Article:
9th September 2012
The tyranny of democracy – why utilitarianism is wrong and the USA Bill of Rights is right
This short video (must watch) affirms that a government can take away private property only for public use (and that must explicitly be public, not benefit any private individual or restricted group of individuals).
Benthmite utilitarianism is useful, but only up to a point. The moment its conclusions encroach on liberty, utilitarianism is dangerous. FTI's policy framework explicitly gives cost-benefit analysis a lower level of power in decision making than liberty. It becomes relevant only after liberty has been protected.
This video also affirms that majorities quickly tend to become tyrannies unless strongly restrained by a constitution. It affirms that Constitutions must be SHORT, CRISP AND TO THE POINT: and firmly prevent government encroachments on liberty. No qualifications. No ifs and buts. No "subject to the law". The law MUST NOT violate liberty. Period.
(The Indian Constitution, by the way, is a total mess – but I don't hear people like Shailesh Saraf/ Arvind Kejriwal/ Anna Hazare, etc. talking about the destruction of liberties in our Constitution. For these people democracy is the main goal of a government. For me liberty is.)
The day democracy is seen as a tool for decision-making within the confines of a strong constitution, we'll stop unnecessary fights regarding "FPTP/PR/presidential" etc. systems. The way we elect representatives is far less important than what the constitution says and the way our courts defend liberty.
To most people, government seems to be about power. Therefore they want "people's power" or democracy. But that is mistaken. Government is designed SOLELY for the defence of liberty. It is not about power. If a democratic government goes outside this strict bound, then democracy itself must be shunned. It must be reformed. Even overthrown violently, and replaced by a stronger constitutional restriction on the majority.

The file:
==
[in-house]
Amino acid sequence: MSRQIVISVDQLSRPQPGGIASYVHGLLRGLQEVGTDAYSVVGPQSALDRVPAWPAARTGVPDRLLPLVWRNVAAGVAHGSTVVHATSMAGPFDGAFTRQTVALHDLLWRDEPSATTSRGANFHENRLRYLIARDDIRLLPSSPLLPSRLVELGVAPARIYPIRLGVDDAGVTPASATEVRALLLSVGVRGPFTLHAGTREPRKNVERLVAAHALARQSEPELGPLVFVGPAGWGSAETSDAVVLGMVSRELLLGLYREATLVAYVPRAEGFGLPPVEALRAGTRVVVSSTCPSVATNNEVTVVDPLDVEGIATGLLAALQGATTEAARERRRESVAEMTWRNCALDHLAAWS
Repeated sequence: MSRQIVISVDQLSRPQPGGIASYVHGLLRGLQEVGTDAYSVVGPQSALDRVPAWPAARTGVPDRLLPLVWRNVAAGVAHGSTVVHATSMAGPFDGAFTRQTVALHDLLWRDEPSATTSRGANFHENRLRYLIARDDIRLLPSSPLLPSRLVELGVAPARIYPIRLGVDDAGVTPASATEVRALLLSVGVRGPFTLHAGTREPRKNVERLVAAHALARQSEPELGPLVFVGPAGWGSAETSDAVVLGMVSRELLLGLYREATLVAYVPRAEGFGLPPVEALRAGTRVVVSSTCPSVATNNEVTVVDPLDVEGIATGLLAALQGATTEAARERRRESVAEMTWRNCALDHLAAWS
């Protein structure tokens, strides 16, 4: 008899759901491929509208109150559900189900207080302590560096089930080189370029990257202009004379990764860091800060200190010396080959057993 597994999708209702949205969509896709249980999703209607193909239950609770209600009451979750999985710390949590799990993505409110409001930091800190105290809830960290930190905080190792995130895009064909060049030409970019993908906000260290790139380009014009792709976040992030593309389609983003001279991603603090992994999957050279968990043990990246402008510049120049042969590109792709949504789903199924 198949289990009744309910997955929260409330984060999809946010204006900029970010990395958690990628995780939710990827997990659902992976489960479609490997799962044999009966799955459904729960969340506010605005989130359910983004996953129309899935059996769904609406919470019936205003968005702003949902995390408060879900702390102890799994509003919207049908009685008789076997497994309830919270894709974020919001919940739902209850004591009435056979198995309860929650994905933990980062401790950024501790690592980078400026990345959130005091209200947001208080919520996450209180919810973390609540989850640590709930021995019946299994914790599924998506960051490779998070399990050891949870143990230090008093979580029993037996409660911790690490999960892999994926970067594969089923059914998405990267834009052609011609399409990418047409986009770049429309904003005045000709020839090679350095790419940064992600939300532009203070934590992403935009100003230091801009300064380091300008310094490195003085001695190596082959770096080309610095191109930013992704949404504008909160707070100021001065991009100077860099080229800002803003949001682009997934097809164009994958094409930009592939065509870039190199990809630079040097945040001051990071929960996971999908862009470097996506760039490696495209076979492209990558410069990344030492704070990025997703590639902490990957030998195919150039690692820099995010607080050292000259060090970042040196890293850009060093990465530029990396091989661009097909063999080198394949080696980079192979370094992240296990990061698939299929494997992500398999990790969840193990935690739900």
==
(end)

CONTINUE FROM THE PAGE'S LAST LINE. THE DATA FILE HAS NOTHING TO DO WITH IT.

In this video, Professor Munger reminds us of the difference between democracy and majority rule. Democratic constitutions establish not only the process by which decisions will be made, but also the limits on kind of things can be voted on. This prevents the majority from deciding everything. He warns, however, that these limits on what can be decided democratically have been slowly eroded in American courts of law.
One example of a weakening of limitations on democracy is the Supreme Court ruling in the 2005 case Kelo v. New London. When Miss Kelo refused a private real estate developer’s offer to buy her house in New London, Connecticut, the developer convinced the city council that its citizens would be better off if her house were torn down and condos built in its place. The majority of citizens preferred the greater tax revenue, and the council voted in favor of the developer. After taking the case all the way to the Supreme Court and losing, Miss Kelo lost her property.
According to Professor Munger, the United States Constitution was designed to prevent individuals and their property from falling prey to the “tyranny of the majority,” by defining the domain in which the majority can make decisions. By confusing majority rule with a democratic system, we endanger the freedom of all individuals.
Found on Facebook